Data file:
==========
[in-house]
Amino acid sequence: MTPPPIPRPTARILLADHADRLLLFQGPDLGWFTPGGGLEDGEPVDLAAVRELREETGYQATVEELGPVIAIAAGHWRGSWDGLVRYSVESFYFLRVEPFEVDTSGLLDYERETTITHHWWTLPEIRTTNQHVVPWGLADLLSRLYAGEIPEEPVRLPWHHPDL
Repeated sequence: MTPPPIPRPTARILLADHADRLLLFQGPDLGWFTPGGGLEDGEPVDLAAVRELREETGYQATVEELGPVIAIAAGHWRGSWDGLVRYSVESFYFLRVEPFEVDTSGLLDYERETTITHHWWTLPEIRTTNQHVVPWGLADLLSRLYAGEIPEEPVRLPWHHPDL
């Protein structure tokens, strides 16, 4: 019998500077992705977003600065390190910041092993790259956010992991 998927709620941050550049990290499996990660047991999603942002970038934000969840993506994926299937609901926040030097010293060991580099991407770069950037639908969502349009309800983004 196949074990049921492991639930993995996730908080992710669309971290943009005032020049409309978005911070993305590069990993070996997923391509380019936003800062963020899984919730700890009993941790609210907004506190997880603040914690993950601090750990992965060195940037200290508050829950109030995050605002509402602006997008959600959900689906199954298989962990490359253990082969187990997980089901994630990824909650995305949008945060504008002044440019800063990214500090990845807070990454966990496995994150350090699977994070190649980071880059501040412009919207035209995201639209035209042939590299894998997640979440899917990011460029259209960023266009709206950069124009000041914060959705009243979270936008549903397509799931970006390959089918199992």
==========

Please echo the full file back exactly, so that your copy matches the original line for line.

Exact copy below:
[in-house]
Amino acid sequence: MTPPPIPRPTARILLADHADRLLLFQGPDLGWFTPGGGLEDGEPVDLAAVRELREETGYQATVEELGPVIAIAAGHWRGSWDGLVRYSVESFYFLRVEPFEVDTSGLLDYERETTITHHWWTLPEIRTTNQHVVPWGLADLLSRLYAGEIPEEPVRLPWHHPDL
Repeated sequence: MTPPPIPRPTARILLADHADRLLLFQGPDLGWFTPGGGLEDGEPVDLAAVRELREETGYQATVEELGPVIAIAAGHWRGSWDGLVRYSVESFYFLRVEPFEVDTSGLLDYERETTITHHWWTLPEIRTTNQHVVPWGLADLLSRLYAGEIPEEPVRLPWHHPDL
């Protein structure tokens, strides 16, 4: 019998500077992705977003600065390190910041092993790259956010992991 998927709620941050550049990290499996990660047991999603942002970038934000969840993506994926299937609901926040030097010293060991580099991407770069950037639908969502349009309800983004 196949074990049921492991639930993995996730908080992710669309971290943009005032020049409309978005911070993305590069990993070996997923391509380019936003800062963020899984919730700890009993941790609210907004506190997880603040914690993950601090750990992965060195940037200290508050829950109030995050605002509402602006997008959600959900689906199954298989962990490359253990082969187990997980089901994630990824909650995305949008945060504008002044440019800063990214500090990845807070990454966990496995994150350090699977994070190649980071880059501040412009919207035209995201639209035209042939590299894998997640979440899917990011460029259209960023266009709206950069124009000041914060959705009243979270936008549903397509799931970006390959089918199992």